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Old 02-04-2011, 04:24 PM   #41
mariot
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Default Re: Complicated split-screen shot

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Originally Posted by TwoBrad Bradley View Post
That's basically what I'm saying.

Start with the movie in your head and only keep what is necessary and discard what is not. It takes skill to know the difference.

Just because you saw it in your head, or you think it's cool, or it was interesting in a completed movie, it's not enough justification to write it on your pages.
I don't think we're talking about the same thing.

Only the writer can decide if something is significant to the story they want to tell. If it's significant to them they should include it.
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Old 02-04-2011, 04:29 PM   #42
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Default Re: Complicated split-screen shot

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Originally Posted by KitchonaSteve View Post
fanatic_about_film,
I think you've taken the advice "don't direct from the page" a bit too far. This advice popped up back in the late 80s or early 90s, around the time that I was a reader. In those days the majority of scripts available to study were shooting scripts, and most shooting scripts include very specific shots because it's the director who is responsible for the shooting script, whether they write it by themselves or with the writer. They put those specific shots in because they want the production team to know what's going on in every scene and they don't want there to be any ambiguity or confusion about sets, wardrobe or equipment.

After studying shooting scripts, many novice writers started getting shot specific in their scripts. They started using terms like DOLLY IN, CRANE UP, CLOSE ON, PULL BACK TO REVEAL, etc. This was also symptomatic of recent film school grads who really wanted to direct but were trying to break in with screenplays. Those specific camera techniques did torque off a few directors and producers, and were not standard in spec scripts. So the advice was given not to use that directing terminology in your spec script, but to find creative ways to indicate the cool shots you see in the movie you want to write. No one with any sense gave the advice not to create cool visuals in your spec script.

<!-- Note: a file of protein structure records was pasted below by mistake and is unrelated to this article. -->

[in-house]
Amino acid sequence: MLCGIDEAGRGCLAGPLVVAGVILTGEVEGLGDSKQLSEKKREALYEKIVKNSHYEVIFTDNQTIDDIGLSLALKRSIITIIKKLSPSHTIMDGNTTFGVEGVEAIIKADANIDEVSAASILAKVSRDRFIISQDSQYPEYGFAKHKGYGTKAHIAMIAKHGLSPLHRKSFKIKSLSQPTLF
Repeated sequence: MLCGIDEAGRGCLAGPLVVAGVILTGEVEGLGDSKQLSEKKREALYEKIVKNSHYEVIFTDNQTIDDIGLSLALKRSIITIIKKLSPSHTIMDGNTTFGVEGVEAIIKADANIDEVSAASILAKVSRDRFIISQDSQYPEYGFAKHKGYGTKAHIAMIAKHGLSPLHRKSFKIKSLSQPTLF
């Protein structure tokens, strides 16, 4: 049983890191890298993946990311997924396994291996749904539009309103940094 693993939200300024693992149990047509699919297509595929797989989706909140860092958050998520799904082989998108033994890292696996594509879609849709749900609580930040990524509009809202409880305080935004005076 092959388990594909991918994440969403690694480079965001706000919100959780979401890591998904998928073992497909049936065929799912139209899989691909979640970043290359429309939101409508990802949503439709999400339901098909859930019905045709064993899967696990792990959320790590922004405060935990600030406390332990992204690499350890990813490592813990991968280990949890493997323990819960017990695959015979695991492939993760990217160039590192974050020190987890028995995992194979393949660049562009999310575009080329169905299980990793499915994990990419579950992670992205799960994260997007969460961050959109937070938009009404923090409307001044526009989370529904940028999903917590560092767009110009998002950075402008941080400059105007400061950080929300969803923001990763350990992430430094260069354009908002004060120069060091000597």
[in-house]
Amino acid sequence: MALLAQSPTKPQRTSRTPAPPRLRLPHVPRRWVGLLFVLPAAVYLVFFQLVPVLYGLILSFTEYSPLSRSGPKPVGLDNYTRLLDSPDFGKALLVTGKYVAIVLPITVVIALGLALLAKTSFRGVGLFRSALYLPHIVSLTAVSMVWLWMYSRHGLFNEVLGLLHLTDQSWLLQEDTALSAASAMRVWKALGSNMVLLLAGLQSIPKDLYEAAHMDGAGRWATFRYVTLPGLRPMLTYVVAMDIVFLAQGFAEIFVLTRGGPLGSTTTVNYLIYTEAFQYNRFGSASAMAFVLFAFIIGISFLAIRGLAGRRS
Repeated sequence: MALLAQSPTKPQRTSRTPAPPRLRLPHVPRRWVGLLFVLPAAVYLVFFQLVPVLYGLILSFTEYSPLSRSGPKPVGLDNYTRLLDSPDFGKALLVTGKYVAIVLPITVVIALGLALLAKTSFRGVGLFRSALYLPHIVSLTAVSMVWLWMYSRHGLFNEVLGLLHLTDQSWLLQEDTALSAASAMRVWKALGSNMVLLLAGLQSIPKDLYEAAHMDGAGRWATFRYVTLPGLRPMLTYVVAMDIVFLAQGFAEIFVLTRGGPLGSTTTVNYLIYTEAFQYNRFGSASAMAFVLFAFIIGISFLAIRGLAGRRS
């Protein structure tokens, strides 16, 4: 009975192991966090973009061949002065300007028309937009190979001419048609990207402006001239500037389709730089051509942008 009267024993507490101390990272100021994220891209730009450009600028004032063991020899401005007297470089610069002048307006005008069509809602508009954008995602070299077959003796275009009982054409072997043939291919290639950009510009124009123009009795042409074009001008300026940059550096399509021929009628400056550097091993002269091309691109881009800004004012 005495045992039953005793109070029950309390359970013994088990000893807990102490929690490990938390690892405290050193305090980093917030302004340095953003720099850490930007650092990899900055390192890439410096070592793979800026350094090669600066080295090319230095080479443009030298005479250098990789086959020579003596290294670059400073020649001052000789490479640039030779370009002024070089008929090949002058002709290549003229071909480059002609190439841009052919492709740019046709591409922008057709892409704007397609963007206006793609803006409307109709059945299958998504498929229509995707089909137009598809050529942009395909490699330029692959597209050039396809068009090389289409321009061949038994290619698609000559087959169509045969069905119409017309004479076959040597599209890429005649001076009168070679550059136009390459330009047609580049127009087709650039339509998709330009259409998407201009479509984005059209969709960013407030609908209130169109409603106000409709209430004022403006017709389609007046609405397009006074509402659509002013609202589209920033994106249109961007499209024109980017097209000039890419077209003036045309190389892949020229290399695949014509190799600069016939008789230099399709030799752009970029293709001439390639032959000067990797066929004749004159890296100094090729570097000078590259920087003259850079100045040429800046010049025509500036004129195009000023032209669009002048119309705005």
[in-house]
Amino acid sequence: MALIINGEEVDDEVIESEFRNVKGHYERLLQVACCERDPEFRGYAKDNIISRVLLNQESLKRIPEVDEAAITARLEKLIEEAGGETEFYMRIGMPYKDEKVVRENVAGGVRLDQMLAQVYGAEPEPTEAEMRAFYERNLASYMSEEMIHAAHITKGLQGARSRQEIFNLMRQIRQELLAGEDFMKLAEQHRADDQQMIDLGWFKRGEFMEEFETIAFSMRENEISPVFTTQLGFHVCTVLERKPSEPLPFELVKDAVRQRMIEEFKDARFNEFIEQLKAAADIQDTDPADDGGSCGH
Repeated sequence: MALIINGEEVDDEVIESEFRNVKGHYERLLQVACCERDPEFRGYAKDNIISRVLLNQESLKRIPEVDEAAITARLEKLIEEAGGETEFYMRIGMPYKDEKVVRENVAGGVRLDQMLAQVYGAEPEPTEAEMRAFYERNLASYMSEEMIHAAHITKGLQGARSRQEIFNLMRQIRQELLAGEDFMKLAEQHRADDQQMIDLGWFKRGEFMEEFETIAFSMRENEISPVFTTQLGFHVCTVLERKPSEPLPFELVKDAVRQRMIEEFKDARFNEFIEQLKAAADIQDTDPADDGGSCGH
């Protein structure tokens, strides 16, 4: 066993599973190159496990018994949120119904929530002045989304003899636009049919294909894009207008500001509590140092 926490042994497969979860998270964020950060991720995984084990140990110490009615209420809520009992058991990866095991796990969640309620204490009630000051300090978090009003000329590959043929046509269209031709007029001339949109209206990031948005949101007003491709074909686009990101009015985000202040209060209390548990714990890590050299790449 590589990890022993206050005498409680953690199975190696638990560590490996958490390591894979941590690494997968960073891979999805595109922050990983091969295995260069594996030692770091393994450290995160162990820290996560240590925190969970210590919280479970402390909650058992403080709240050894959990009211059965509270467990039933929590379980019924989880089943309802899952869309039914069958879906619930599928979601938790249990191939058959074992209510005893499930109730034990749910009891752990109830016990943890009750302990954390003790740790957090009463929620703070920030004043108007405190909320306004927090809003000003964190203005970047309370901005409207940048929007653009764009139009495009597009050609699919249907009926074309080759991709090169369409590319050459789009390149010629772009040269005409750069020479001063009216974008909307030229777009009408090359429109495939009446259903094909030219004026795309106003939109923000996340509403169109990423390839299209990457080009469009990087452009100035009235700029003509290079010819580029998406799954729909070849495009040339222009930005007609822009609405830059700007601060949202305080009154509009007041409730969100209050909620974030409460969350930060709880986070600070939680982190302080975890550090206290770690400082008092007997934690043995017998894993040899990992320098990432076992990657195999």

Writers create shots and edits all the time. Comedy and horror rely on edits for laughs and shocks, and we write them into the script. If you imagine a specific scene or sequence with a specific look, or shot in particular way, there's nothing wrong with writing it the way you see it so long as you don't get all directorish about it. For instance, which of the following two passages is more engaging?
Code:
EXT. CITY STREET - DAY Pedestrians walk along the side walk. A MAN and a WOMAN walk together wearing trench coats. The man wears cowboy boots and the woman wears ballerina slippers. They stop in front of the bank, pull ski masks over their heads, and shed their trench coats revealing the man in a cowboy outfit and the woman in a tutu. Both carry shotguns. -or- EXT. CITY STREET - DAY A confusion of shoes, mostly loafers and sensible business pumps walk down a busy sidewalk. A pair of ballet slippers and a pair of cowboy boots walk side-by-side moving through the flowing crowd. Trench coats hide any further hints of costume. The MAN and WOMAN stop in front of the bank. They pull ski masks over their heads, and shed their trench coats revealing the man in a cowboy outfit and the woman in a tutu. Both carry shotguns.